April 17, 2007
A couple hours a week of moderate activity allowed seniors with Alzheimer's who were living in a nursing home to boost stamina and better carry out everyday activities than those who did not receive a structured exercise program. Those with Alzheimer's who participated in the fitness program showed slower physical deterioration than their more sedentary peers and were performed better on tests that measure walking, strength, balance, and flexibility.
The findings, from French Scientists at Hospital La Grave-Casselardit in Toulouse, France, add to a growing body of evidence that exercise is good not just for the body but for the brain as well. A rigorous study from 2003, published in the Journal of the American Medical Association, found that a home exercise program eased depression and boosted physical vitality of those suffering from Alzheimer's. [See the article, "Exercise Boosts Mood, Performance of Alzheimer's Patients."] People with Alzheimer's who got regular physical activity showed greater stamina and better general functioning and mood, even two years later.
In the current study, scientists studied 110 elderly men and women with Alzheimer's living in nursing homes. Their average age was 83. Some were assigned to the exercise program, which focused on an hour of walking, strength, balance, and flexibility training twice a week. Others continued to receive routine care. By the end of the study, one year later, those who had completed the training were able to walk faster and did better on strength and balance tests. The results were published in the Journal of the American Geriatrics Society.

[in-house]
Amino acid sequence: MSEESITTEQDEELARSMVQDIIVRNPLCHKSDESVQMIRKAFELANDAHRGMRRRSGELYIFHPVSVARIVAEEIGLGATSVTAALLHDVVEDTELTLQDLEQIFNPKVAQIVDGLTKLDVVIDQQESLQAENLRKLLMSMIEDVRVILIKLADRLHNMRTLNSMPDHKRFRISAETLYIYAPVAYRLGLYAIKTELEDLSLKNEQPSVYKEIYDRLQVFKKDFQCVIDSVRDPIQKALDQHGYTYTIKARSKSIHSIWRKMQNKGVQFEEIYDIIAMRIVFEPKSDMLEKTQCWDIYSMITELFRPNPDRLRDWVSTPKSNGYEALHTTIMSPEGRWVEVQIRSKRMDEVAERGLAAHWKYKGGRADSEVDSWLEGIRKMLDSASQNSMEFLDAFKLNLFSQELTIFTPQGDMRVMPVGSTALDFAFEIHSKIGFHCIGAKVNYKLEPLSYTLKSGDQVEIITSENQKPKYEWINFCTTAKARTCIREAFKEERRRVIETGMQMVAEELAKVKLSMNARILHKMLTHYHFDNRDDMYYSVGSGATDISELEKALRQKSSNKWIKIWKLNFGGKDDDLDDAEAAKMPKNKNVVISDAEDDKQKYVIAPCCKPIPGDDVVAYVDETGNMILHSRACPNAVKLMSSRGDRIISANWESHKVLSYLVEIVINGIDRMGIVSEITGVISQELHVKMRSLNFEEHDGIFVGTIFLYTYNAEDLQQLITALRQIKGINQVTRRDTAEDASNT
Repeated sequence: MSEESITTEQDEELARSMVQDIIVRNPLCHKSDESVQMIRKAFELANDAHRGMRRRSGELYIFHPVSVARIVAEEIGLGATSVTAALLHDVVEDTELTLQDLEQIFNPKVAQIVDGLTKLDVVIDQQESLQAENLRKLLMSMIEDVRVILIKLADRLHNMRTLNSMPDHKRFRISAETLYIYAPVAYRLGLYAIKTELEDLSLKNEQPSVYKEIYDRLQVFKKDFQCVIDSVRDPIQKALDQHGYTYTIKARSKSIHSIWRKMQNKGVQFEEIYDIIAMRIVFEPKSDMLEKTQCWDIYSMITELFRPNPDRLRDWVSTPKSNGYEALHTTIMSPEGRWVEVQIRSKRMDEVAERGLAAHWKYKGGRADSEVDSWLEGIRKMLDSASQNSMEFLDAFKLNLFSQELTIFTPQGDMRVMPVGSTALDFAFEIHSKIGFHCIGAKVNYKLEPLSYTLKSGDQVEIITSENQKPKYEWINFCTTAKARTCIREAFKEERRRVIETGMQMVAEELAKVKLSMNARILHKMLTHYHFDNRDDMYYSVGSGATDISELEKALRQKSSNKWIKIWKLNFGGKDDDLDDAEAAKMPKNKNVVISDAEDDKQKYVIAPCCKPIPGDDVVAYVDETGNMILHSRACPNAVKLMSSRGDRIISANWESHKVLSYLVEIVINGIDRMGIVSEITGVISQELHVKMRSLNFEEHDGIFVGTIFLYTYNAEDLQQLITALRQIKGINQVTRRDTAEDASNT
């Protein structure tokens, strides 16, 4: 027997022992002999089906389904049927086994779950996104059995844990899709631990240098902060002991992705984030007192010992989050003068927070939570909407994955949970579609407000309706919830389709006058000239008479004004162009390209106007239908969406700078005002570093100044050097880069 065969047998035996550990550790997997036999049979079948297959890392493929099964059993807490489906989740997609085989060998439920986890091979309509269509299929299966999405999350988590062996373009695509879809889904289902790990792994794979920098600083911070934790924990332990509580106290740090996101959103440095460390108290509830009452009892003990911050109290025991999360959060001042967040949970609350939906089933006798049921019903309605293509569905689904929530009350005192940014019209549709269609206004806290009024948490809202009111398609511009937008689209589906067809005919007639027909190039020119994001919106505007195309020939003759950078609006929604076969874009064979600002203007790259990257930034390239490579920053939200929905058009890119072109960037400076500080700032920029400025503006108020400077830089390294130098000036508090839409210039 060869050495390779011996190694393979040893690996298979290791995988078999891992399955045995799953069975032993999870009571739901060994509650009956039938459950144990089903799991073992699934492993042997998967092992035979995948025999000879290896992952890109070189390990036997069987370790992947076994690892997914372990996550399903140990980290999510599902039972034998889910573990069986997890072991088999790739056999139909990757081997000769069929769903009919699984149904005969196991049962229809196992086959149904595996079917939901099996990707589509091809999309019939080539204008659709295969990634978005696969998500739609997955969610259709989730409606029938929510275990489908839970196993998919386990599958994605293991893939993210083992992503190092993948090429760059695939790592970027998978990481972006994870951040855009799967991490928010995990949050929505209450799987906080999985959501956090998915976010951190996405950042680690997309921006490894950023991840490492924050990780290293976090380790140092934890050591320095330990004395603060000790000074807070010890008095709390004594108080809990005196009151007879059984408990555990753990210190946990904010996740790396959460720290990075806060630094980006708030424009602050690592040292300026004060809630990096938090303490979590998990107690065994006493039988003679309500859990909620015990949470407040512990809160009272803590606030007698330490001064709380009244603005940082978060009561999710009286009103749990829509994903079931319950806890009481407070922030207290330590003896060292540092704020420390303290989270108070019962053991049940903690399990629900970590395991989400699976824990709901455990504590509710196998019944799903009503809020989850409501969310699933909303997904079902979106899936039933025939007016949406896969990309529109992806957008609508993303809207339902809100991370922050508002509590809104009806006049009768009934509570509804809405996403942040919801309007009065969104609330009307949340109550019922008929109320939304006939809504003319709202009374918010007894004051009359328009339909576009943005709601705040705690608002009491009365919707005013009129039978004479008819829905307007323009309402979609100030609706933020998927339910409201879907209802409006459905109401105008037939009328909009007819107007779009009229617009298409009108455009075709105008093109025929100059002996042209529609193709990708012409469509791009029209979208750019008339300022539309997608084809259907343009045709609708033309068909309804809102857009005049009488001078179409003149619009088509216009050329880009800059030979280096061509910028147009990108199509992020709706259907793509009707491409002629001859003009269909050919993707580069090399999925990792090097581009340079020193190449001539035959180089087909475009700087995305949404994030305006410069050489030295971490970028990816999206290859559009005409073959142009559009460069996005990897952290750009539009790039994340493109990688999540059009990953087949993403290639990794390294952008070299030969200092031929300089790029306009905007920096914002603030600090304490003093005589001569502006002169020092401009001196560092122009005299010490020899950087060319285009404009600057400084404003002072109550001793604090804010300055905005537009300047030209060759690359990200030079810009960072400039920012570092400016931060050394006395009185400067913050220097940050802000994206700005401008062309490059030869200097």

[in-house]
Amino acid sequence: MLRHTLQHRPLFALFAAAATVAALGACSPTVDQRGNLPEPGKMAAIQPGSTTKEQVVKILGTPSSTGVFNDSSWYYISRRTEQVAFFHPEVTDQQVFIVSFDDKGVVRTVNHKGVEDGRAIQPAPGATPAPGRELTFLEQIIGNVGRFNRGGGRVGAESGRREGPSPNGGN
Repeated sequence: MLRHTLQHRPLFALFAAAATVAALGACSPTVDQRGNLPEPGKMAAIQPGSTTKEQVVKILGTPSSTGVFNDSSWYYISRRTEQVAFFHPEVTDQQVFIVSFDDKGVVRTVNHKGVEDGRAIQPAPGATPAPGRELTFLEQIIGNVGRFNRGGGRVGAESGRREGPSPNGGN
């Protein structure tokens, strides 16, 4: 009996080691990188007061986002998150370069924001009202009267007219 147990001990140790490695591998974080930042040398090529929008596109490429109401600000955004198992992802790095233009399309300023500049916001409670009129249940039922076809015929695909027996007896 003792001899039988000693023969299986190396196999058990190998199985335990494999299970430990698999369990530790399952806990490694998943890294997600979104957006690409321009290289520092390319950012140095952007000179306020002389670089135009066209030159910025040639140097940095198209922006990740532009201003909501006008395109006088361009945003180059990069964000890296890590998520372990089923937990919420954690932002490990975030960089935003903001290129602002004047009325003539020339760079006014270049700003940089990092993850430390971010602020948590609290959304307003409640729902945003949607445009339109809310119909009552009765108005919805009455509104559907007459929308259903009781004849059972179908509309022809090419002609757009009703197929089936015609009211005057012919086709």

Exercise Good for Everyone
Another study published in that journal found that exercise benefits healthy older seniors as well, and not just those with Alzheimer's. Researchers at the Rush Alzheimer's Disease Center in Chicago found that for healthy seniors with intact memory (average age 80), the risk of becoming disabled fell 7 percent for every hour spent each week being physically active. Regular physical activity also greatly cut the risk of dying.
Exercise also allowed older adults to better carry out everyday activities like walking short distances, eating meals, getting dressed, preparing meals, shopping, and housekeeping.
Regular physical activity boosts blood flow to organs throughout the body, including the brain, and may provide an extra boost for those with or without Alzheimer's, the research suggests.
And it's never too early to get off the couch. Numerous studies show that walking and other moderate exercise benefits men and women regardless of age. For more information, visit www.ALZinfo.org.
Journal of the American Geriatrics Society, February 2007.